By Jess Szabo

Compassion Coalition’s grocery store, Your Bargain Grocer, is scheduled to move into its expanded location at 1110 Lincoln Avenue at the end of September.

“We are about a month away from opening the new store,” said Compassion Coalition Director of Agency Relations Rachel Daughtry. “We were out of space here. We have been in the process of expanding for four years, because we are so busy. We are out of space here, but with the new location we are going from 1,200 square feet to 12,000 square feet.”

If this were any other grocery store that would be the end of the story, but Your Bargain Grocer is part of an extraordinary tale of service to the people of Utica.

The organization was founded by CEO Mike Servello in January of 2000.

“As he was traveling outside the area, he discovered that food pantries were going empty mid-year,” Daughtry explained. “Because he had a background in the grocery business, he knew that this should not be happening, due to the amount of excess and wasted food in America.”

Compassion Coalition began with food distribution, its first work devoted to the mission of ensuring that everyone in the city has access to fresh food. “No person should be without food, or without access to fresh food,” Daughtry said.

Your Bargain Grocer ensures community access to quality food by buying excess items from both large companies and local farmers. While the stock varies, there are some items shoppers can count on, including fresh fruit, fresh produce, dairy products, and flash frozen boneless skinless chicken breasts.

Some customers are even able to do the majority of their food shopping at Your Bargain Grocer.

A row of bookbags on display at Your Bargain Grocer. The bookbags are part of the grocer’s “Teacher Resource Center.”

“I used to work with a mother of three children who would stock up for her entire family at the beginning of every month,” she added.

All of the food is the exact same quality shoppers can find at any other major grocery store.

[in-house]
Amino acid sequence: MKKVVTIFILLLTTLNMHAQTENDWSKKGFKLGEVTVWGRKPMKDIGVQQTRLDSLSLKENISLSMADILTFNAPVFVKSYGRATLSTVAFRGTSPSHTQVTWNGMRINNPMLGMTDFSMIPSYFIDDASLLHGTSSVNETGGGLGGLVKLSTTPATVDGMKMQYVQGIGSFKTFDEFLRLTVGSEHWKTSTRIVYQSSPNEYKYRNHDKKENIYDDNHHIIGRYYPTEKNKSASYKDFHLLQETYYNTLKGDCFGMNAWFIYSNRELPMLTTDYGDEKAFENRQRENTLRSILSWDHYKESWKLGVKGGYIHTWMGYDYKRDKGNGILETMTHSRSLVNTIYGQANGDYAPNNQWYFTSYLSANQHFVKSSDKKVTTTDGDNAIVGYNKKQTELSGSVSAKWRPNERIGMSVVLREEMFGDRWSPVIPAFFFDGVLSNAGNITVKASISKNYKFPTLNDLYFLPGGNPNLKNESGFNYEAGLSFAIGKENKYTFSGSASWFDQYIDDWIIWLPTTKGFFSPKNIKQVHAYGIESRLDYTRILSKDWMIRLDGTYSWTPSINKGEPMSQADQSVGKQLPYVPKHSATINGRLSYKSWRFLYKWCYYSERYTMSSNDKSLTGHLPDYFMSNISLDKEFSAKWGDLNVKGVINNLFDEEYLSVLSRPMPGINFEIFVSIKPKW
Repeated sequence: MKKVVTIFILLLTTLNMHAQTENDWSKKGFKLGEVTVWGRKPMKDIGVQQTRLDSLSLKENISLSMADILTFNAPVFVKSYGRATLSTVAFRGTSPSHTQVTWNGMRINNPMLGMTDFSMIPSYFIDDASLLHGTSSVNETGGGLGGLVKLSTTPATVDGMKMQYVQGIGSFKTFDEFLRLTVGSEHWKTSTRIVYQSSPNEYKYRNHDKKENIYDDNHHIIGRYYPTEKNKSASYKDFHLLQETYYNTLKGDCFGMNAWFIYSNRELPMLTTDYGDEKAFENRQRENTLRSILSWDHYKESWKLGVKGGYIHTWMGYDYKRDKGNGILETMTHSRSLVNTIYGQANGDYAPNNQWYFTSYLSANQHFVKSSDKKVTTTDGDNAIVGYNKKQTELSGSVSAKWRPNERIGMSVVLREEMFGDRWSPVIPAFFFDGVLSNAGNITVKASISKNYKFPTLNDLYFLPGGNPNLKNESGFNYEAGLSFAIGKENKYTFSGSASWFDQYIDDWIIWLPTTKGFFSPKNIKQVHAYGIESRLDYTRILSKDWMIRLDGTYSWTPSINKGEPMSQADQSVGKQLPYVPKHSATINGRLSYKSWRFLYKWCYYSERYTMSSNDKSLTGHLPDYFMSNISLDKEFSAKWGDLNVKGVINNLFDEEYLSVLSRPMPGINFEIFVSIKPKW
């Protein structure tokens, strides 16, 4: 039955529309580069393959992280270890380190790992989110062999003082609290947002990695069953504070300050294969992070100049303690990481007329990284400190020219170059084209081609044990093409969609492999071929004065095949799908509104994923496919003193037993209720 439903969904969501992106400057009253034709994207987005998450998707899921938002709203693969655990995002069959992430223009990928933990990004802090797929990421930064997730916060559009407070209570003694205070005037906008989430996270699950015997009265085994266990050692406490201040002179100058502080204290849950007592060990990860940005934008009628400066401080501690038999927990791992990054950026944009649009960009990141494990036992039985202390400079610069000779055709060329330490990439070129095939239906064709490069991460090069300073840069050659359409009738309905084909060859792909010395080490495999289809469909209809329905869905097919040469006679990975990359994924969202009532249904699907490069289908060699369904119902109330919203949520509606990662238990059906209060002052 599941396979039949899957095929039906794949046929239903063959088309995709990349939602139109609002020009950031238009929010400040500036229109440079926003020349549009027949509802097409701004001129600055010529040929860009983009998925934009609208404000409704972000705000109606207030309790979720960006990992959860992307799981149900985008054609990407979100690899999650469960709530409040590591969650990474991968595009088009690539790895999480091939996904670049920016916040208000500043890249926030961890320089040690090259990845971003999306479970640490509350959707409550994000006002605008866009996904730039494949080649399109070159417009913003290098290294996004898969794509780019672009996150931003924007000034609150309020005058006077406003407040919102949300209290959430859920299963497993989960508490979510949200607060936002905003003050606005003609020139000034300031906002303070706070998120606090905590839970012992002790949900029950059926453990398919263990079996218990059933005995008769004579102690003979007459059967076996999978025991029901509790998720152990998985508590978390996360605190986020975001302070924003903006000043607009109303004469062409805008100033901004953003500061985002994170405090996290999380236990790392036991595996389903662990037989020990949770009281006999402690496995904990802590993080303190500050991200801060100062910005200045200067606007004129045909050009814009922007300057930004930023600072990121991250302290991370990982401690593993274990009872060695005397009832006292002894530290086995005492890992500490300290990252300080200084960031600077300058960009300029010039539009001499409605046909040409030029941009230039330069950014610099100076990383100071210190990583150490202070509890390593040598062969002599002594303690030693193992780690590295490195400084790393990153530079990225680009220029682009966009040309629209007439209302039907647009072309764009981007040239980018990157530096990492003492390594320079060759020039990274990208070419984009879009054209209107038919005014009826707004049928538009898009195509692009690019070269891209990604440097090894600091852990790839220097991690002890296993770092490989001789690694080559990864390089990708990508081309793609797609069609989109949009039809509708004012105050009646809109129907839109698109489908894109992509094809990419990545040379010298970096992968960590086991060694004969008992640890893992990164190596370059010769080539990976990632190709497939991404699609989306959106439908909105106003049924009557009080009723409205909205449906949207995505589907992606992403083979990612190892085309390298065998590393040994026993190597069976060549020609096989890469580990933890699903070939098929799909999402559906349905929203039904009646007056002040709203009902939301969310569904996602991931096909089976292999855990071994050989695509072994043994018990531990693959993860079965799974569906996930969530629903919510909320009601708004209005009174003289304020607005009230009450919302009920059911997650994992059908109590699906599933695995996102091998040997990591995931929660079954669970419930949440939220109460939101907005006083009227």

“It’s just like what you would find at any big name store,” Daughtry explained. “There is no strange or mismarked packaging. It’s just from excess and overproduction.”

Fresh produce consists of excess items and those that were rejected by major grocery store chains for purely cosmetic reasons.

“If an apple is a half inch too big or too small, a lot of grocery stores won’t take it,” Daughtry further explained.

Your Bargain Grocer is then able to offer these items for a much lower price than what shoppers would find in other stores.

“We are able to offer the items at 30% to 50% off retail, and increase the buying power of those on SNAP by 30%,” Daughtry said. “That is the exact reason we exist. We want everyone to shop in our store; but we especially want to make sure that people have access to fresh food who otherwise could not afford it.”

In addition to expanded retail space, the new Your Bargain Grocer will feature a commercial kitchen. This will allow the grocer to offer healthy meals to those who depend on prepared foods.

“People often do not know how to cook today,” Daughtry explained, adding that many who have limited cooking skills and financial resources begin to lean on unhealthy prepared foods such as fast food meals or prepared meals that are high in sodium and preservatives.

“Shoppers will be able to purchase a fresh baked chicken, or side dishes you wouldn’t know how to make that are healthy,” she said.